Stack Overflow is a community of 4.7 million programmers, just like you, helping each other.

Join them; it only takes a minute:

Sign up
Join the Stack Overflow community to:
  1. Ask programming questions
  2. Answer and help your peers
  3. Get recognized for your expertise

I am trying to implement in c the pseudocode of a* algorithm given by wikipedia but I am really stuck in understanding what is the reconstruct_path function, can someone explain to me what do the variables in this function (p, p+current_node, set) represent?

function A*(start,goal)
 closedset := the empty set    // The set of nodes already evaluated.
 openset := {start}    // The set of tentative nodes to be evaluated, initially containing the start node
 came_from := the empty map    // The map of navigated nodes.

 g_score[start] := 0    // Cost from start along best known path.
 // Estimated total cost from start to goal through y.
 f_score[start] := g_score[start] + heuristic_cost_estimate(start, goal)

 while openset is not empty
     current := the node in openset having the lowest f_score[] value
     if current = goal
         return reconstruct_path(came_from, goal)

     remove current from openset
     add current to closedset
     for each neighbor in neighbor_nodes(current)
         tentative_g_score := g_score[current] + dist_between(current,neighbor)
         if neighbor in closedset
             if tentative_g_score >= g_score[neighbor]

         if neighbor not in openset or tentative_g_score < g_score[neighbor] 
             came_from[neighbor] := current
             g_score[neighbor] := tentative_g_score
             f_score[neighbor] := g_score[neighbor] + heuristic_cost_estimate(neighbor, goal)
             if neighbor not in openset
                 add neighbor to openset

 return failure

function reconstruct_path(came_from, current_node)
 if came_from[current_node] in set
     p := reconstruct_path(came_from, came_from[current_node])
     return (p + current_node)
     return current_node

Thank you

share|improve this question
up vote 2 down vote accepted

came_from is a map of navigated nodes, like the comment says. It can be implemented in several ways, but a classic map should be fine for this purpose(even a list is fine).

If you are not familiar with maps, checkout std::map.

The goal of A* is to find a list of moves, that will solve the given problem (represented as a graph). A solution is a path through the graph.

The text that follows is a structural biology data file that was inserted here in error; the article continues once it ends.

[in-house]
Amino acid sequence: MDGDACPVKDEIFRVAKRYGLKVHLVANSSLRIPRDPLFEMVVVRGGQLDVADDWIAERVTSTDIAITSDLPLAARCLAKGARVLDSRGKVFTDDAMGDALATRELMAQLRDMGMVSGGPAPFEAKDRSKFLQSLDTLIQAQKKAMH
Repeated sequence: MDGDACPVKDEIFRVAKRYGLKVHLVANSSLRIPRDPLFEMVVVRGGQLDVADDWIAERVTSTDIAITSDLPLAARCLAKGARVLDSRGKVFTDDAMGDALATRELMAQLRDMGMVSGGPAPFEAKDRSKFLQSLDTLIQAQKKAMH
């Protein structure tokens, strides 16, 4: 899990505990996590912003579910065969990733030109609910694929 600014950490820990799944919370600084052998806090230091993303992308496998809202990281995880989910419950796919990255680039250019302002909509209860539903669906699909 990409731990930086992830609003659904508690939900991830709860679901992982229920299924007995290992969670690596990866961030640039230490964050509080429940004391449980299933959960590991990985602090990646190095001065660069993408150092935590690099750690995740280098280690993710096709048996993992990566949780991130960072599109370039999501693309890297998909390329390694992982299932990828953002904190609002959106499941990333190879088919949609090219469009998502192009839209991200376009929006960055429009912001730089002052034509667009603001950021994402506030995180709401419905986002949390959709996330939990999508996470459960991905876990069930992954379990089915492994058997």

In the pseudocode proposed, came_from store the "history" of the solution you are actually evaluating (so a possible path through the graph).

When you explore a node (a new node or one with less cost in the already visited list):

if neighbor not in openset or tentative_g_score < g_score[neighbor] 
    came_from[neighbor] := current

you are saving in the came_from map the node where you come from. (It's simpler to think at it as the ordered list of moves till the solution node is reached. A map is used instead of a list for performance issues).

The line above basically means:

"Now I'll visit neighbor node. Remember that I reached neighbor node coming from current node".

When goal node is reached, A* needs to return the list of moves from start node to goal. You have the reference to the goal node, so you can now recontruct the list(reconstruct_path) of moves to reach it coming from start node, because you stored the list of moves in came_from map.

share|improve this answer
Thanks a lot for your answer, I have one more question: what is set in the line if came_from[current_node] in set? – user2102173 Mar 2 '13 at 18:53
I think it checks the end condition, because it's a recursive function. I think the semantic is "does came_from[current_node] is the last node in the list?" – Heisenbug Mar 2 '13 at 19:00
thank you, but what list is being referred to: openset or closedset or maybe something else? – user2102173 Mar 2 '13 at 19:06
I think it refers to came_from map. Since basically you are iterating back from end to start node in came_from map and build a list of nodes, it tells you when the came_from map has been exhausted – Heisenbug Mar 2 '13 at 19:07
Thank you very much! – user2102173 Mar 2 '13 at 19:09

You have a set of nodes and each node in your path can "point" to its predecessor (the node from which you came from to this node) - this is what came_from map is storing .

You want your a* function to return a list* of nodes in the path.

Now, back to return (p + current_node) - this code basically means return a list which contains all elements from p with current_node at the end. So it's p with 1 element added to the end of p.

You can see, that because this function is recursive, at the beginning it will contain a single element - first in your path, which will be a start. You will then add new elements to it, ending with goal element at the end.

You could also look at this this way: your algorithm allowed you to find a path from goal to start (you just need to follow the came_from of your nodes). This function allows you to traverse your path from start to goal thank you recursion, so you should end up with a list of some sort, containing your path in correct order.

* by list I mean some structure that represent a sequence of elements, not a set.

share|improve this answer

Your Answer


By posting your answer, you agree to the privacy policy and terms of service.

Not the answer you're looking for? Browse other questions tagged or ask your own question.